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50 Independent Paratroop Brigade

The only airborne force projection capability that India has at present is that of the independent Parachute Brigade. The organisational structure of this brigade is more suitable for conventional operations. General K. Sundarji, former Chief of Army Staff, had often spoken of converting an existing infantry division to an air assault division by about the year 2000. Though the idea was certainly not ahead of its time, the shoestring budgets of the 1990s did not allow the army to proceed to practically implement the concept.

Airborne operations are conducted in hostile territory for executing an assault landing from the air. These may be conducted at the strategic or operational levels, either independently or in conjunction with other operations. With its inherent air mobility, an airborne force is an important means to achieve simultaneity of force application and gaining a foothold across obstacle systems in circumstances in which other forces would require considerably much more time to be effective. Airborne operations can be launched at any stage of a battle.

Due to their inherent flexibility, airborne forces are capable of being employed on various missions whether these are strategic or operational. Operational missions are generally in furtherance of land forces plans and involve close cooperation with them. Though launched independently into the depth areas of the enemy, a quick link-up by ground forces is essential for the success of an airborne operation.

During flight, the air transport force commander will be the overall commander; after landing, the ground force commander will regain command of the land forces component. The overall control of the air transport force will be with Air Headquarters, represented by the Air Command in the theatre which, in turn, will nominate a task force commander. During the execution phase, attention needs to be paid to creating a favorable air situation and taking appropriate air defence measures. Suitable deception measures and a rapid link-up are vital to the success of a mission.

The first airborne formation of the pre-Independence days, formed entirely from volunteers drawn from units in India, was the 50 Indian Parachute Brigade. It consisted of 151 Parachute Battalion (British) which was later withdrawn for service in the Middle-East, 152 Indian Parachute Battalion, 153 Gurkha Parachute Battalion, 411 Parachute Section and Indian Engineers. The first commander of the brigade was Brig WHG Gough. The first Indian officer to join the brigade was Lt AG Rangaraj of the Indian Medical Service who was posted to 152 Indian Parachute Battalion as medical officer. Incidentally, Lt Rangaraj was the first Indian to make a parachute jump in India.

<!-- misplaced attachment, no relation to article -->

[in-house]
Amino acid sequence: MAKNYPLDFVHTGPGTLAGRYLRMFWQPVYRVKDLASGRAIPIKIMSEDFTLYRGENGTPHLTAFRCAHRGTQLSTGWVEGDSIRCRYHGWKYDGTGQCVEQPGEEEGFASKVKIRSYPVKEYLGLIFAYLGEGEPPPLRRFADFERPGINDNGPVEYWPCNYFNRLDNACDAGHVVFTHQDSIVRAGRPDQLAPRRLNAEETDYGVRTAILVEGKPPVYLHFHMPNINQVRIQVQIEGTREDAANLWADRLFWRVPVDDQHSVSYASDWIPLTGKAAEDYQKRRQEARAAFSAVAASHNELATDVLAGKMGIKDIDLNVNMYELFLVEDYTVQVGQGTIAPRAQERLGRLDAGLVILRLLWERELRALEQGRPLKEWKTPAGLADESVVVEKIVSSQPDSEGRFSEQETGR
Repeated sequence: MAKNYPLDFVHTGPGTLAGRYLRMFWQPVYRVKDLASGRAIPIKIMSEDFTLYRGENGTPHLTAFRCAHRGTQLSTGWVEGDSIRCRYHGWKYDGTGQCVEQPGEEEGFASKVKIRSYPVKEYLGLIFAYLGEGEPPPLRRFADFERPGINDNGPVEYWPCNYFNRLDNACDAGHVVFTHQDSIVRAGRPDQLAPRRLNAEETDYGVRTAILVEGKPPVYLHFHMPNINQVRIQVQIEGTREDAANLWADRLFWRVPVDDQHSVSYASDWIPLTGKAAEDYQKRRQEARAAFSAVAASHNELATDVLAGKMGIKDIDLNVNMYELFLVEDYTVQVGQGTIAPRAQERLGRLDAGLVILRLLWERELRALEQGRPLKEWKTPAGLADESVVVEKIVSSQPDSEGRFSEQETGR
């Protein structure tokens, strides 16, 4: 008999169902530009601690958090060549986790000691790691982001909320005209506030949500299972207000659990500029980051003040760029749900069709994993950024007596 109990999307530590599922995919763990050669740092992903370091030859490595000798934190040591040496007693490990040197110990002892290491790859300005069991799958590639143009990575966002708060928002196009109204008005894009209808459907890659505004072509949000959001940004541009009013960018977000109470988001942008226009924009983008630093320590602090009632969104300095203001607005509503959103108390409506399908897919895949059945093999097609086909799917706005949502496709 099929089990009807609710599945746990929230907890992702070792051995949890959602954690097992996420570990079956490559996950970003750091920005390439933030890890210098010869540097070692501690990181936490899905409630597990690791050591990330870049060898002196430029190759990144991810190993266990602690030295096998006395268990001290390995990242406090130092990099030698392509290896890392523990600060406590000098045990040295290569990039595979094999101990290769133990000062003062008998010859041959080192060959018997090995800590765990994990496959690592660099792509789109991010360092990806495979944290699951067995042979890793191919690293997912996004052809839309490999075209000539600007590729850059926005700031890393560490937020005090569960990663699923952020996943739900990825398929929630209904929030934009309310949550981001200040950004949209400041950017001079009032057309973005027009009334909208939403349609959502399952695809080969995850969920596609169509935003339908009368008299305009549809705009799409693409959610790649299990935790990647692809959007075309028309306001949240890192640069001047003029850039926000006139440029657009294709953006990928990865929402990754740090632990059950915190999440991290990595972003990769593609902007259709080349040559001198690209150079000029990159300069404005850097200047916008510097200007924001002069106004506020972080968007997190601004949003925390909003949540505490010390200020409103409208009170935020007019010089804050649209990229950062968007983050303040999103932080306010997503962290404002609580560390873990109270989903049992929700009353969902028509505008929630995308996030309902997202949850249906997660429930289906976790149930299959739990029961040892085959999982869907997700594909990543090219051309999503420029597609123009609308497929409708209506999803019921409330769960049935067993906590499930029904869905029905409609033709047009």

During World War-II, 50 Para Brigade was permitted to move to Imphal to get some "live jungle training." The brigade, minus the 154 Gurkha Parachute Battalion, moved to Chakabama, 10 miles east of Kohima. Soon, the Japanese offensive towards Imphal necessitated a redeployment of the brigade to plug a gap in the defences in the east by taking up position at Shangshak, near Ukhrul. The Japanese 15 Army was bringing up two divisions in a flanking move from the east about which Headquarters IV Corps was unaware of. The 152 Para Battalion had no inkling of things to come when they reached Shangshak on March 14, 1944. Next day, they relieved 4/5 Maratha LI at Shangshak. On March 19, Point 7378 was attacked by a Japanese battalion. The company beat back successive attacks on March 19 and 20, suffering heavy casualties till it was finally overrun. As the Japanese built up to a regiment (equivalent to a brigade strength), it was decided to withdraw 152 Para Battalion and 4/5 Maratha LI to Shangshak on March 21/22.